Then, just a few years later, more purges came at the hand of Jimmy Carter's DCI, Adm. Stansfield Turner. Turner, a technocrat, believed that the CIA's emphasis on human collection activities was an obsolete concept. He also believed that what CIA operations officers were doing (recruiting and handling unsavory spies) was immoral.
By the end of his tenure, the CIA's case officer corps was again decimated by terminations, firings, early retirements, and people who just plain quit in disgust.
And remember that these people can't be replaced overnight. It takes years to select and train the people who recruit and handle the country's spies. They are the fighter pilots — the "Top Guns" of the CIA. So when one of them leaves, it takes years to select and train a replacement.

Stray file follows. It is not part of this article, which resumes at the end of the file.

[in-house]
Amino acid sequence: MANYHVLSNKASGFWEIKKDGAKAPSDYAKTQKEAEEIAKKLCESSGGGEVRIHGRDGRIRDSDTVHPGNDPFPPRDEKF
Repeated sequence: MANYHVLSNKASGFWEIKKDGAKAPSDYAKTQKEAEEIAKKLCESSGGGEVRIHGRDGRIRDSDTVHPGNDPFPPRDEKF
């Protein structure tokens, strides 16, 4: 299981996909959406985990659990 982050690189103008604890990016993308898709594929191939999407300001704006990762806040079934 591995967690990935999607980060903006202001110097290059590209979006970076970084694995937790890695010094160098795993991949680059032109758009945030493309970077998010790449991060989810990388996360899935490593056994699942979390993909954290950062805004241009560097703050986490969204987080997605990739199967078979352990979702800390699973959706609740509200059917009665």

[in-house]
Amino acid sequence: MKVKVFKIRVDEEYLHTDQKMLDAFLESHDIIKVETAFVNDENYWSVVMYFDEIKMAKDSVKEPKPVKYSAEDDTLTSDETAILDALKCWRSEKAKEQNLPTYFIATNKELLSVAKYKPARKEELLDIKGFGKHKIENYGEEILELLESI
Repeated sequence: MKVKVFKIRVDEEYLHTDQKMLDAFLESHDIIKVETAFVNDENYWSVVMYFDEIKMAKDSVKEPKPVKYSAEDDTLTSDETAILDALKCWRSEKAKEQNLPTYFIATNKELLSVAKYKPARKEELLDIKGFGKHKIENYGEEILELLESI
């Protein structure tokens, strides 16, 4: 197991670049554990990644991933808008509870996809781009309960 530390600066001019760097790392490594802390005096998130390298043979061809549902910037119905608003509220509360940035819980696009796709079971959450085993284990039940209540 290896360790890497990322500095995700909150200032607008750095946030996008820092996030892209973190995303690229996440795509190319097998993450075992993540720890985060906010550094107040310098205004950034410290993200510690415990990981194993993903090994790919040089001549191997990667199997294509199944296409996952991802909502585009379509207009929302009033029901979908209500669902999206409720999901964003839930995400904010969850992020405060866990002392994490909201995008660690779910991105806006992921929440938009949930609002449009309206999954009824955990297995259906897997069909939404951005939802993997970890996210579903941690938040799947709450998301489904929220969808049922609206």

The 1990s brought the collapse of the Soviet Union, the end of the Cold War, and the resulting questions about whether we still needed a CIA at all. This attitude caused an unprecedented voluntary exodus of senior and mid-level operations officers. The CIA's best and brightest simply took a walk.
Following a series of revolving door DCIs, Senate staffer George Tenet backed into the job by default. Surprisingly, however, his experience on the Hill, combined with a winning personality and keen sense for the intelligence profession, led to a sharp rebuilding of the CIA from the ground up.
Then things took a turn for the worse once again.
Morale soared when former CIA case officer and supportive congressman Porter Goss took over the helm of the agency, but his popularity was short-lived. A series of heavy-handed attempts to "shake-up" the directorate of operations was met with strong opposition from within and a number of key retirements and resignations resulted.
This was followed by a massive reorganization of the intelligence community. The office of Director of National Intelligence (DNI), with powers over the intelligence community originally held by the DCI, was created. The result was a sharp diminution of Goss' and the CIA's power. Goss's departure reflected these factors.